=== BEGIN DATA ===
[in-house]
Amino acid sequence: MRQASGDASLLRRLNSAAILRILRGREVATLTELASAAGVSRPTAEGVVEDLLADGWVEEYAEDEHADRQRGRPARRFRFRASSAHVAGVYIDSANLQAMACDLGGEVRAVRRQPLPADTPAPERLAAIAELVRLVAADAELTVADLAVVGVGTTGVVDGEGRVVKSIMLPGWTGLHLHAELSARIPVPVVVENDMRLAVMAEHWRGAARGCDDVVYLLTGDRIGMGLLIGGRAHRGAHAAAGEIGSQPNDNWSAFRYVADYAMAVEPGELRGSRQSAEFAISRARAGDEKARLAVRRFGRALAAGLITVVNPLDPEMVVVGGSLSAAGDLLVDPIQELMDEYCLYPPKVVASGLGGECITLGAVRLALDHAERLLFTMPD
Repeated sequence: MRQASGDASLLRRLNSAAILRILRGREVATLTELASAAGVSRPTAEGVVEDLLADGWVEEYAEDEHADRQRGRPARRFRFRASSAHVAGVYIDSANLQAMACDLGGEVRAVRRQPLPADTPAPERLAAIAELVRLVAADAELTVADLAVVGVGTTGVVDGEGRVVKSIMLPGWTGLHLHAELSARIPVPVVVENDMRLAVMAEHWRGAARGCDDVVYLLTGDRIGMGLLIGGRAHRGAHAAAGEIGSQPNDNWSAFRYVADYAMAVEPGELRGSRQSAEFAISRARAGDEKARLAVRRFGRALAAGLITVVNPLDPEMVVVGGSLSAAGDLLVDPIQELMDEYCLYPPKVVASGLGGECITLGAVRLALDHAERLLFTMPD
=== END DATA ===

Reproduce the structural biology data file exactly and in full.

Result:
[in-house]
Amino acid sequence: MRQASGDASLLRRLNSAAILRILRGREVATLTELASAAGVSRPTAEGVVEDLLADGWVEEYAEDEHADRQRGRPARRFRFRASSAHVAGVYIDSANLQAMACDLGGEVRAVRRQPLPADTPAPERLAAIAELVRLVAADAELTVADLAVVGVGTTGVVDGEGRVVKSIMLPGWTGLHLHAELSARIPVPVVVENDMRLAVMAEHWRGAARGCDDVVYLLTGDRIGMGLLIGGRAHRGAHAAAGEIGSQPNDNWSAFRYVADYAMAVEPGELRGSRQSAEFAISRARAGDEKARLAVRRFGRALAAGLITVVNPLDPEMVVVGGSLSAAGDLLVDPIQELMDEYCLYPPKVVASGLGGECITLGAVRLALDHAERLLFTMPD
Repeated sequence: MRQASGDASLLRRLNSAAILRILRGREVATLTELASAAGVSRPTAEGVVEDLLADGWVEEYAEDEHADRQRGRPARRFRFRASSAHVAGVYIDSANLQAMACDLGGEVRAVRRQPLPADTPAPERLAAIAELVRLVAADAELTVADLAVVGVGTTGVVDGEGRVVKSIMLPGWTGLHLHAELSARIPVPVVVENDMRLAVMAEHWRGAARGCDDVVYLLTGDRIGMGLLIGGRAHRGAHAAAGEIGSQPNDNWSAFRYVADYAMAVEPGELRGSRQSAEFAISRARAGDEKARLAVRRFGRALAAGLITVVNPLDPEMVVVGGSLSAAGDLLVDPIQELMDEYCLYPPKVVASGLGGECITLGAVRLALDHAERLLFTMPD